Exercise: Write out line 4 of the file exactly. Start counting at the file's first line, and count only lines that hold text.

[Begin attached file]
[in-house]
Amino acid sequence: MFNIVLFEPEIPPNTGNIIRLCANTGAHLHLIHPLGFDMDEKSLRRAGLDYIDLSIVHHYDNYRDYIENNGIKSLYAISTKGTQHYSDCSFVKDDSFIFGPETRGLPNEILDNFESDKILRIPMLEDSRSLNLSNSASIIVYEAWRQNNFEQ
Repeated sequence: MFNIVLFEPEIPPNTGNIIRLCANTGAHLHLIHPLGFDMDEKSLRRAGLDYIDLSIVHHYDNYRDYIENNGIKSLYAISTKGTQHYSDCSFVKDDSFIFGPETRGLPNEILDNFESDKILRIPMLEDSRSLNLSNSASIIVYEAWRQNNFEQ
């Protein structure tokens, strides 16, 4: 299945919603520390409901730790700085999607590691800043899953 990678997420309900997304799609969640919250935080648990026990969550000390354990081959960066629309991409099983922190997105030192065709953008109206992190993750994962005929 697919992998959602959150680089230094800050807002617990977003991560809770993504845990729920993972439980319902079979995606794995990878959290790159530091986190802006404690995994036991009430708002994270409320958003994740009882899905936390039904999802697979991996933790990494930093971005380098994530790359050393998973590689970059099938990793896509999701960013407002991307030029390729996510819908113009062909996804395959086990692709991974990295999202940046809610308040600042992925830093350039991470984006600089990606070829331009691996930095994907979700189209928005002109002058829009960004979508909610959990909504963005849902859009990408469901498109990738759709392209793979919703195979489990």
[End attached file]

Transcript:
């Protein structure tokens, strides 16, 4: 299945919603520390409901730790700085999607590691800043899953 990678997420309900997304799609969640919250935080648990026990969550000390354990081959960066629309991409099983922190997105030192065709953008109206992190993750994962005929 697919992998959602959150680089230094800050807002617990977003991560809770993504845990729920993972439980319902079979995606794995990878959290790159530091986190802006404690995994036991009430708002994270409320958003994740009882899905936390039904999802697979991996933790990494930093971005380098994530790359050393998973590689970059099938990793896509999701960013407002991307030029390729996510819908113009062909996804395959086990692709991974990295999202940046809610308040600042992925830093350039991470984006600089990606070829331009691996930095994907979700189209928005002109002058829009960004979508909610959990909504963005849902859009990408469901498109990738759709392209793979919703195979489990």